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Meet Trailblazer Elize Nazelie

Today we’d like to introduce you to Elize Nazelie.

Elize, can you briefly walk us through your story – how you started and how you got to where you are today.
I’m a tattoo artist and owner of Brilliance Tattoo in Boston (currently on Commonwealth Ave near Allston). I started my career with an apprenticeship pretty fresh out of high school (after one semester in community college that definitely wasn’t for me). I stayed at the shop I apprenticed at for 5 years, building my clientele and strengthening my portfolio before leaving to open one of my own. Brilliance opened 6 years ago, and we’ve already outgrown our shop and will be moving to a larger location this fall/winter. Brilliance currently staffs three licensed artists and two apprentices.

We’re always bombarded by how great it is to pursue your passion, etc. – but we’ve spoken with enough people to know that it’s not always easy. Overall, would you say things have been easy for you?
Well, it would be strange, I think if the road was completely smooth, but I try to tackle one thing at a time as to not be insurmountable. When I was apprenticing 12 years ago, and working in that shop after that, tattooing (like other male-dominated trades), was a very different environment to work than it is now. There is no HR department in tattooing, and the “locker room talk” that’s been making its way into the news lately, is an everyday conversation in tattoo shops staffed mainly by men. The female apprentices at the shop were taught that having a thick skin to crude and sometimes demeaning behavior was a prerequisite to learning the trade. Growing up with two brothers, I wasn’t alien to that concept and did grow a skin, but always felt like it was an incredibly unprofessional environment to being my clients, who in the early 2000’s were, for the first time, a woman/LBGTQ+ majority. I felt like my clients shouldn’t be subjected to the commentary that goes on “in the locker room”, and my boss was simply blind to the fact that the people that were the butt of his jokes were also in the chairs all around him, paying the shop’s rent. I tried to talk to him about it a few times, and when I was reminded that it’s a tattoo shop and that’s just how it is, I started to squirrel away money and plan my and my clients’ escape.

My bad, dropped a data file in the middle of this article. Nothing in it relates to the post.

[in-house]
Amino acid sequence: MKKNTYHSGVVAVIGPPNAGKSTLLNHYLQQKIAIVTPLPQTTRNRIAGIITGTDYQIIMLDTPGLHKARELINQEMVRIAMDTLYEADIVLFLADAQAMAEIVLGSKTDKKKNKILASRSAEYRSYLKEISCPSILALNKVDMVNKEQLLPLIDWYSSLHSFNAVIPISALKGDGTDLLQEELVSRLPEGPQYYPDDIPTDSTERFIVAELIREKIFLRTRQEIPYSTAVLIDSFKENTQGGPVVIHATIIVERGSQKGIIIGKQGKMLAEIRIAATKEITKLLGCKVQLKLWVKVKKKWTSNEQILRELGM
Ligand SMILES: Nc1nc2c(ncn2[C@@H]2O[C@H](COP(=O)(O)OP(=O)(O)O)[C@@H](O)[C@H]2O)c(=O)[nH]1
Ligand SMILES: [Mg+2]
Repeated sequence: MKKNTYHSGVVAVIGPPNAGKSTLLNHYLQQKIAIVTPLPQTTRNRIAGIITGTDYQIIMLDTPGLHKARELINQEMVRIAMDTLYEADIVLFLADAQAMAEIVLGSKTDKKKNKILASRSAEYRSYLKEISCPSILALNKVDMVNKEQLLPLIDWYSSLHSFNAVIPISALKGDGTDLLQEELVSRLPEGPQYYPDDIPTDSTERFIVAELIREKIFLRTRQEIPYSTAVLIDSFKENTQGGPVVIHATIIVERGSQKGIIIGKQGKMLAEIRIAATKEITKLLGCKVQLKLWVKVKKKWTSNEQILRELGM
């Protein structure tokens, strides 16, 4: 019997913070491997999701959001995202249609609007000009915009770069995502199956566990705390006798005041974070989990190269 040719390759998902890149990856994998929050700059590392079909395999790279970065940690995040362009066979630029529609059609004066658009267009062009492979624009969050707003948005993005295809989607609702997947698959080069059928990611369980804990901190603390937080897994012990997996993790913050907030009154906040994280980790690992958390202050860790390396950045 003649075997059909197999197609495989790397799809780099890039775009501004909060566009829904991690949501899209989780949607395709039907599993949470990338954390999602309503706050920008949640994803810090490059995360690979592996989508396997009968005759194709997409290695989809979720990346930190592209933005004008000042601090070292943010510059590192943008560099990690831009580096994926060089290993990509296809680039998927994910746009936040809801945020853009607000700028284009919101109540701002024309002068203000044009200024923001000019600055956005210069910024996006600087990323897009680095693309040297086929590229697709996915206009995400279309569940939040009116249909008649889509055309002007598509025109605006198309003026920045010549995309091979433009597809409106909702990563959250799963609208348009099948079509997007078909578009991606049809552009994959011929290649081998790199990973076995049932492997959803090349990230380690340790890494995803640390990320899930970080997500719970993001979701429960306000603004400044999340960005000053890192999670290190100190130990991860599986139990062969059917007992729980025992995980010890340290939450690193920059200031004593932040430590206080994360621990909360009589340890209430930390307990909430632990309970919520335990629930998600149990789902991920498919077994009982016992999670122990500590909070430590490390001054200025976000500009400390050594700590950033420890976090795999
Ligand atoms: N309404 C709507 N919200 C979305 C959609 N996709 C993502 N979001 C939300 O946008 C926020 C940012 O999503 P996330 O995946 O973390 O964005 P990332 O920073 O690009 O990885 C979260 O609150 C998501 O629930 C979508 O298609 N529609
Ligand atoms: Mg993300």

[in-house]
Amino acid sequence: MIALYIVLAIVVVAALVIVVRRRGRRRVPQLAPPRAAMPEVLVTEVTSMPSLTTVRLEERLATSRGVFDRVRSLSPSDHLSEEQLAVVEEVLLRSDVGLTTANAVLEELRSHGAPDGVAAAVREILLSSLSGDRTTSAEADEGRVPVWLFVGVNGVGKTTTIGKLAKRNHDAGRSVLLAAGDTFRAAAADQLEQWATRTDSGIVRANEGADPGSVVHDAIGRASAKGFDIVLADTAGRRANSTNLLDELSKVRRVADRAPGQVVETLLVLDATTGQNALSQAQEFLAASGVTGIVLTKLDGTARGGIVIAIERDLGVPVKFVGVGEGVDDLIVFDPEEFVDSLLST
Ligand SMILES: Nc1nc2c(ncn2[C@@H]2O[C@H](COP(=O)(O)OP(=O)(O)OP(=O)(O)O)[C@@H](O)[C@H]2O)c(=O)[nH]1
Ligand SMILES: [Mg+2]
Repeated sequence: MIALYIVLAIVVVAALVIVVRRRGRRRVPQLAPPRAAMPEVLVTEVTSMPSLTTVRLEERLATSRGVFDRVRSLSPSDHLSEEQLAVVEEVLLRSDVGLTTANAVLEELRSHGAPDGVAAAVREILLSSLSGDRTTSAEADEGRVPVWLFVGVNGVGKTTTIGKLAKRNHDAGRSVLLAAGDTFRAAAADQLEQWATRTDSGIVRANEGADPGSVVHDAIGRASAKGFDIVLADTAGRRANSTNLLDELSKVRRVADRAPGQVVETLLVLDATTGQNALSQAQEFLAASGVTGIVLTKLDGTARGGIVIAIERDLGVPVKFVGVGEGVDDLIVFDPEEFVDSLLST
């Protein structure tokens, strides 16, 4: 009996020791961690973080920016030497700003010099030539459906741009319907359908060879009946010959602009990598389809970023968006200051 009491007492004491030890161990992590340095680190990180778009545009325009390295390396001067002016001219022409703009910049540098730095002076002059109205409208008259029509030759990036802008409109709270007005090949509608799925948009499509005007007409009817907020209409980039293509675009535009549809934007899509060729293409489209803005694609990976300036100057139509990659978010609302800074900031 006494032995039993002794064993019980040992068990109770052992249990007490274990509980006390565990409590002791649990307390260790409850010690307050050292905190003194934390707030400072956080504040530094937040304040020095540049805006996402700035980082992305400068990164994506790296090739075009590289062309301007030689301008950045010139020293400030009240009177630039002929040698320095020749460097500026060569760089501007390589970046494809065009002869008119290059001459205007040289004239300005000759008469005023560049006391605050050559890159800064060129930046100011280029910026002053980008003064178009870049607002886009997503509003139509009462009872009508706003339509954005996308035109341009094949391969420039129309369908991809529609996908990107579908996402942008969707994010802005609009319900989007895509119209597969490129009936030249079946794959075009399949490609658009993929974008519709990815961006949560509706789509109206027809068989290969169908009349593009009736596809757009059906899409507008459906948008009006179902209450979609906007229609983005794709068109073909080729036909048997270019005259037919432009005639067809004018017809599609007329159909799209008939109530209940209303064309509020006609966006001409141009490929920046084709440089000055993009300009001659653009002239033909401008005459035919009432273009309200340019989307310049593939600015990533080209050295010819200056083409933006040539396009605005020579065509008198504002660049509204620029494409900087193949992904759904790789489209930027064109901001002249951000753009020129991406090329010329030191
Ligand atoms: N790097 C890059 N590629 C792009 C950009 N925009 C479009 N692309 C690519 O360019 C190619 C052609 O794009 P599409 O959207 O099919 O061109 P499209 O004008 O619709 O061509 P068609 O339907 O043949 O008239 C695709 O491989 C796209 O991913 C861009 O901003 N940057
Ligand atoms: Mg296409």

To women working in a similar situation in whatever field you’re in, I’d say use whatever position you’re in at the moment, especially if it’s not ideal, to gain as much skill and experience in your day-to-day to raise yourself out of it. Steps that seem really small do accumulate. If you’re in retail, foodservice, or the bottom of the barrel in a field you’d like to move up in, stick your neck out for more complex responsibilities. These are all opportunities to become more of an expert at what you’re doing, and hence more valuable. Maybe ask to start helping take inventory or to learn about a task your overwhelmed manager would love to delegate. Once you understand the ins and outs of the business you’re in, you can apply those skills to an industry or niche you’re more passionate about, and move up to another job you’re happier with and start that process over, or eventually leave and do it yourself, in a way you always wanted to if your corporate overlords weren’t holding you back. By the time, I was trying to rent a place of my own, I already was running my own mini-business out of my boss’s studio, doing my own bookkeeping, inventory, and scheduling anyway, so figuring out the brick and mortar aspect of a shop was a more reasonable challenge when it came up, because how the business was going to run wasn’t in question.

There are a lot of resources to start a business and in my opinion a lack of young people starting businesses themselves. It frustrates me to look around at some of the mediocre business models that are turning a profit, and truly talented and innovative young people who are afraid to step in and do better because they’ve been conditioned to fear financial risk, and told by their employers that they can’t do better. It is a lot easier if you ask for help from everyone and anyone who will listen to your questions. There are a lot more people who want to help than you might first imagine. Some of my first stepping stones to opening my shop were taking out other woman tattoo shop owners out to lunch, asking them questions and emailing ones that lived far away for advice. For some reason, the male shop owners I asked all said it was a lot harder than I thought it was, and they didn’t think I could do it. The women were all supportive. Find your community. They are out there and want you to succeed! Ask everyone you know if they know anyone you can talk to about it.

We’d love to hear more about Brilliance Tattoo.